Google Maps is one of those apps that will always have an enormous number of potential new features, so it's interesting to see the things Google is focusing on with each new release. We just saw an update to v9.2 with new navigation settings and auto-correct for searches, but there are plenty of other really interesting additions in the works. Let's take a look at some of the features we might have to look forward to.
Shortly after the release of Samsung's Galaxy Note 4, owners were dismayed to learn their new phone was unable to mirror its screen to a Chromecast. No other Google Cast apps were affected, but plenty of people still wanted screen casting. Well, it took about a month, but this oversight has finally been remedied. The Note 4 has been officially added to Google's list of devices with support for screen casting.
Today was an extremely exciting day for Android fans. Besides brand new Lollipop preview images coming out, along with a new SDK and final APIs, some new hardware went up for pre-order. Specifically, the Nexus 9 and Nexus Player went up for sale ahead of launch, and the Nexus 6 listing was put up, but it's still not available to order just yet.
But a few hours ago, something curious happened.
Back at Google I/O 2014, we learned about a pretty neat feature called Backdrop that gives your Chromecast a little more pizazz with localized weather, news, and photos. It turned out to be a bit of a tease, because Google waited until earlier today to actually enable it through an update to the Chromecast app for our phones. During the same presentation, another feature called "Guest Mode" was announced promising to allow visitors to cast from their devices to a Chromecast in the same room without being on the same Wi-Fi network.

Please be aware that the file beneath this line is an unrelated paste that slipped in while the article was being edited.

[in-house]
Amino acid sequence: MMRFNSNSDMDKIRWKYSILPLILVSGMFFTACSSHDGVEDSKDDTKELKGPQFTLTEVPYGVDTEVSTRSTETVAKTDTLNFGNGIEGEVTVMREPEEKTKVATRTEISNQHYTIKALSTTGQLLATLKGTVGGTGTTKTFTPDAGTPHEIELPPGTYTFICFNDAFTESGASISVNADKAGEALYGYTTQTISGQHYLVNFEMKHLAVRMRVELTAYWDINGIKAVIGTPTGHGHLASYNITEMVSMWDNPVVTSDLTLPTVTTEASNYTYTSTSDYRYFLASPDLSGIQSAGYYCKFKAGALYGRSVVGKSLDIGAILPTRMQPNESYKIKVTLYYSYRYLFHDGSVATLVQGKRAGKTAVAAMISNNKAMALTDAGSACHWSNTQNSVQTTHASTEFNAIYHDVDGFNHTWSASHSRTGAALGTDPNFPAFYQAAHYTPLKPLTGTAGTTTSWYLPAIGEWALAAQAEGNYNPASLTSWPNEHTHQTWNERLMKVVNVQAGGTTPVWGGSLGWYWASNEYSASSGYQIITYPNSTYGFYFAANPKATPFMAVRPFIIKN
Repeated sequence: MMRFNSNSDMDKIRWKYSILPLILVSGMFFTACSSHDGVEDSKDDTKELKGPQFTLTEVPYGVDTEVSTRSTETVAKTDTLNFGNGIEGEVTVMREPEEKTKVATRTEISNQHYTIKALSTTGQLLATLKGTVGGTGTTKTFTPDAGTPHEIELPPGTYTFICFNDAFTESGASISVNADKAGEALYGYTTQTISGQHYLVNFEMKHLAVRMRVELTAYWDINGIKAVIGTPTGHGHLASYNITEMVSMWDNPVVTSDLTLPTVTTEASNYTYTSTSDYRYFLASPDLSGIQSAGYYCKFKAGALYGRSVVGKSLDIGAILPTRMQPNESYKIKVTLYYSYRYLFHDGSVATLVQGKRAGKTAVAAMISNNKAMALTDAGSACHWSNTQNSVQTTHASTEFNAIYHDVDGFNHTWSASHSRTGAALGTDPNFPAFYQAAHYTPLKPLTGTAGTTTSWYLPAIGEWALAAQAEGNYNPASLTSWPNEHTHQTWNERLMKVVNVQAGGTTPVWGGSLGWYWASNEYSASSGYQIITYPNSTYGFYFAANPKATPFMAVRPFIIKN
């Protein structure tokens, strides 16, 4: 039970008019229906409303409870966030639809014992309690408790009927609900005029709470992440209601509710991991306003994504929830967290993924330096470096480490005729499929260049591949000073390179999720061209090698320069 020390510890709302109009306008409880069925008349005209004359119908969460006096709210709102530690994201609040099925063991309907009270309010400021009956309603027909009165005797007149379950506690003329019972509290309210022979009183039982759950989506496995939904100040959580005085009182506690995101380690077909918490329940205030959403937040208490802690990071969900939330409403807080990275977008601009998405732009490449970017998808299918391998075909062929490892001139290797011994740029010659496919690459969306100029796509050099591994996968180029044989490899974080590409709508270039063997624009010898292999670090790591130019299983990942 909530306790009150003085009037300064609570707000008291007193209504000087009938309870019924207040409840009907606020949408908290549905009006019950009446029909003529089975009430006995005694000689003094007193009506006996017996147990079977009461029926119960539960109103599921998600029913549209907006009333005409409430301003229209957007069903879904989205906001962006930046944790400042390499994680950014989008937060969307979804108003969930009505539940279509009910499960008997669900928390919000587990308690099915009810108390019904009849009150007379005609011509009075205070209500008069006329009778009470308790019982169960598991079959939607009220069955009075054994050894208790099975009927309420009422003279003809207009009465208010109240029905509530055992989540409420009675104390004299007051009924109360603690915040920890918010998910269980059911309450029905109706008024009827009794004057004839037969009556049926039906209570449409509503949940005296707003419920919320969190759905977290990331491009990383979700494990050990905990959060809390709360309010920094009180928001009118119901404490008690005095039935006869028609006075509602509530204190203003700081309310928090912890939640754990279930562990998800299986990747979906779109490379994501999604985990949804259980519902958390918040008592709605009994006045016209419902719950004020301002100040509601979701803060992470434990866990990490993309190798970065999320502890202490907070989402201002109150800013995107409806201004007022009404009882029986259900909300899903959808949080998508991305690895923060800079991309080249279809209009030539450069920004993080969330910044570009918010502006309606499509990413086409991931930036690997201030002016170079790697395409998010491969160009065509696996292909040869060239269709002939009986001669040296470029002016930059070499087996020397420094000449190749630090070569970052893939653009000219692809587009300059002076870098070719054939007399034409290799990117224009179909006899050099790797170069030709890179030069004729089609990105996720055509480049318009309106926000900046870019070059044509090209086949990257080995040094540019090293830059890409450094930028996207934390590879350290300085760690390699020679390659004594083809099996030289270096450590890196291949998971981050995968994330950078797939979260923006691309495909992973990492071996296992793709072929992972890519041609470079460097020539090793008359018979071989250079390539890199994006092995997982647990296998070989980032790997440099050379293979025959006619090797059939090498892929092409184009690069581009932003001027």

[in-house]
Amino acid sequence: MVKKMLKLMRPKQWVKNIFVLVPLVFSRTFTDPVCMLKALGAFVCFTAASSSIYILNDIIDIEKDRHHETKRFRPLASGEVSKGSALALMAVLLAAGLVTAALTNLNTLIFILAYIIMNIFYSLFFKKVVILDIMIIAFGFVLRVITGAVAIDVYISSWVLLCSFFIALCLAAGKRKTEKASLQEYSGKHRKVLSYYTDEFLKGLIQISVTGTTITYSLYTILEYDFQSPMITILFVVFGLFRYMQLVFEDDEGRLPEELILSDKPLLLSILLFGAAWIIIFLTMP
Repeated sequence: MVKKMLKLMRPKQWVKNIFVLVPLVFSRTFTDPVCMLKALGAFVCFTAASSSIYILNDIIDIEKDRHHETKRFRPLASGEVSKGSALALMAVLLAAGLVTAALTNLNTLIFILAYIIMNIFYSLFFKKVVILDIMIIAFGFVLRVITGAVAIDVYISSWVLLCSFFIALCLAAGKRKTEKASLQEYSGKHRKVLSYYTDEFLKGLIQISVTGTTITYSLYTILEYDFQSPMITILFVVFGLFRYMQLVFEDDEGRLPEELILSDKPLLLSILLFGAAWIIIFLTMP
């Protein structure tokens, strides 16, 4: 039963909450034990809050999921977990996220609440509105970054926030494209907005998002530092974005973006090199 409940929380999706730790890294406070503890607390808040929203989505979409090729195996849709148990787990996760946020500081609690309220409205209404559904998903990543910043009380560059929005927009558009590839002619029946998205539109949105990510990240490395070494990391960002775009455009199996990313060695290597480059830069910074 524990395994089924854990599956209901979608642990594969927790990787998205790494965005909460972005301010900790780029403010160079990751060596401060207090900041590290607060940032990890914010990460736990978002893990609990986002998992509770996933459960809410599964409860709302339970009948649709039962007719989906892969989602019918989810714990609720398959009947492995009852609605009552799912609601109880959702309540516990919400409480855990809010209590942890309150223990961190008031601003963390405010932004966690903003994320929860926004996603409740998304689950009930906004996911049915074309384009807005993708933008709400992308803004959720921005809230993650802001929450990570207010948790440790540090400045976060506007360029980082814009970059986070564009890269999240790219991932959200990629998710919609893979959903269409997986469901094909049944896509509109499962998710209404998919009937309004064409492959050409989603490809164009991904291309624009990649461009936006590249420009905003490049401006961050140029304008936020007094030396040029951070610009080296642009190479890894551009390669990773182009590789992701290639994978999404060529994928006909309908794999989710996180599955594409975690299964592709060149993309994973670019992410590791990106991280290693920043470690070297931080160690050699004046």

Earlier this summer word got out that Mozilla was working on a media streaming stick of its own that's intended to be a more open option than Google's Chromecast. The device would allow anyone to cast to it, regardless of their platform or the content they're hoping to cast. Yet even with these big plans, the organization has still taken the time to bake Chromecast support into Firefox, starting with the nightly builds.
Android's Google+ app also got an update today that - while masquerading as a stability/bug-fix release - packed in at least one new treat - the ability to cast your stream to a Chromecast.
While casting, users can flip through posts with manual controls or just wait for the stream's auto-play. The interface shown through your Chromecast will look much like the one in the app, minus Android's system interface and playback controls.
So, you still don't have Koush's AllCast? If you happened to snag all those free Amazon Coins from a few weeks ago, you can officially get this incredibly useful casting app for exactly zero moneydollars. If you didn't jump on the free coins bandwagon, however, you'll have to suck it up and pay five moneys for the full version (via IAP). See, it pays to get free Amazon things from time to time, because then you can get more free Amazon things.
Just yesterday Google announced that it would soon allow users to send video and other entertainment items to a nearby Chromecast even when they're not connected to the same WiFi network, with the backend relying on location data for verification. It looks like there's some even more interesting technology going on behind the scenes. GigaOm reports that the upcoming update will allow Chromecast and Android devices to authenticate each other using ultrasonic waves.
Chromecast has apparently received support for Google Drive presentations, something that should drastically change just how useful the product is for offices and schools. This feature was previously visible to only a limited number of users while Google worked out the kinks, but now it looks like it may be ready for primetime. The option is visible to us, along with plenty of you as well.
To cast a presentation, hit the Present button in the top right corner.